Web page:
2nd Annual Future Builders Challenge brings students to the stage
This weekend, I attended the 2nd Annual Future Builders Challenge, hosted by Buildertrend, a successful Omaha startup. As Silicon Prairie News’s resident high school student, I had the pleasure of going through the event as a participant rather than an observer, which gave me an opportunity to experience the event hands-on, observe wonderful volunteer speakers,…
This weekend, I attended the 2nd Annual Future Builders Challenge, hosted by Buildertrend, a successful Omaha startup.
As Silicon Prairie News’s resident high school student, I had the pleasure of going through the event as a participant rather than an observer, which gave me an opportunity to experience the event hands-on, observe wonderful volunteer speakers, and grown my professional network. The competition was established as a method of getting potential future builders, or entrepreneurs, of high school age into the same room.
We were selected based on our performances on the BP10 test, administered by Gallup. The event comprised a business pitch competition and a series of experienced speakers that ranged from professors at The University of Nebraska at Omaha, to representatives from the Startup Collaborative.
The pitch contest included about 20 teams of three or four strangers that were given about six hours to develop business models from scratch. My team attempted to develop a service that made it possible to get cars serviced through third-party drivers to save the customers time, while the other pitches ranged from a group that intended to end the cycle of unemployment and homelessness in the Omaha area, to a team that was planning to mine asteroids.
Each team received a mentor that was experienced in entrepreneurship and had expertise in their field. My mentor was Grant Stanley, a consultant who is also the CEO of BRIC, who knew a lot about recruiting drivers, and about how to target a specific audience. We also worked with Mitch Treu, from the Startup Collaborative, on pricing and forecasting.
After completing our pitches, we presented to two sets of three mentors, and the highest scoring five pitches advanced to the final round where we were judged by some of the most prestigious community leaders in the Omaha and Lincoln areas, including LaShonna Dorsey, Paul Jarrett, Dan Houghton, Willy Theisen, Ivan Gilreath, Andrea ‘Andee’ Hoig, and Dan Curran. Our business, PitStop, finished fifth among the presenters.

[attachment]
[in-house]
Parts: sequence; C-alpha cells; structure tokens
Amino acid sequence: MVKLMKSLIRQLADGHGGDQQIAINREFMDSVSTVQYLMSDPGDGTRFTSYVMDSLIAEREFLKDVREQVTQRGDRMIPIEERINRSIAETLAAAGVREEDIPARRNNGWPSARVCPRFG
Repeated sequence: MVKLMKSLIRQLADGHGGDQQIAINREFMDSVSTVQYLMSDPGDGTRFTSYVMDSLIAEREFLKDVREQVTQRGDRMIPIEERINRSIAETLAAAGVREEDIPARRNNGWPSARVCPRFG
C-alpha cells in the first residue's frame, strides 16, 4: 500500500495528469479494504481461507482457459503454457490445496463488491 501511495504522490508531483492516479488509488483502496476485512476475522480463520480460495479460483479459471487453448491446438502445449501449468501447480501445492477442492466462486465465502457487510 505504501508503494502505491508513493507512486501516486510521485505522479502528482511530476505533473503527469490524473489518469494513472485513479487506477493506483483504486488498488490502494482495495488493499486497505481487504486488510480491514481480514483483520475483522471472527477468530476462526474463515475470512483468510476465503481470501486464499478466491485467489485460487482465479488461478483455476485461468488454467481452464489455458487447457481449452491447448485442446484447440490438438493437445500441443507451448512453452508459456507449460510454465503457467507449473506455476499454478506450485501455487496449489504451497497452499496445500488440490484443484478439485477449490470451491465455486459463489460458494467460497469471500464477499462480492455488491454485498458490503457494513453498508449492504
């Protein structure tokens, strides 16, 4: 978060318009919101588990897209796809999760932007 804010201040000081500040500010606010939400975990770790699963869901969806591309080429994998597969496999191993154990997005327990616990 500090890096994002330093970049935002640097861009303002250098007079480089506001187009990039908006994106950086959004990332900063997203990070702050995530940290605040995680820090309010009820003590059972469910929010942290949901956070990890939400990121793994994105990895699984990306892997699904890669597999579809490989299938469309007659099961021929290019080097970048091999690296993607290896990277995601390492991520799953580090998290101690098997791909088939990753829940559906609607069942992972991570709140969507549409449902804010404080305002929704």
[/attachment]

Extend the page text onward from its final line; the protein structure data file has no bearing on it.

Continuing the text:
The speakers were impressive to say the least. The first speaker, Stephen Osberg, from the Omaha Chamber of Commerce, presented on Saturday afternoon and talked about the void of talent in the Omaha Area. He also spoke about public transportation and diversity. The following Monday, I saw Professor Dale Eesley, an entrepreneurship professor from the university of Nebraska at Omaha, speak about his version of R&D, which stands for “Rip Off & Duplicate.”
This essentially means to look for somebody who is doing something you’re interested in and do their job a little differently, or better. Then Mitch Treu and Cameron French, from the startup collaborative, talked about how to assemble a pitch deck. I learned a lot about building an idea and translating it into an understandable pitch.
I also did a lot of networking at the Future Builders Challenge. I met Pam Finn, a local entrepreneur who started a successful handbag company, and she gave me some advice on one of my projects, which was very useful. I also connected with my mentor, Stanley, who offered great advice related to some questions I had about pricing. Treu was able to tell me about branding. Dr. Eesley also talked to me about the entrepreneurship program at UNO. I also got to know the other contributors, Dawn Nizzi and Todd Johnson, who did a great job organizing the whole event.
The event highlighted the potential of the Omaha Ecosystem by showing off some of the most promising young builders. It also gave established professionals a good look at some potential interns and future employees. I learned a lot about what it would be like to be an entrepreneur, and it inspired me to become a more involved learner and participant when it comes to similar events and opportunities.
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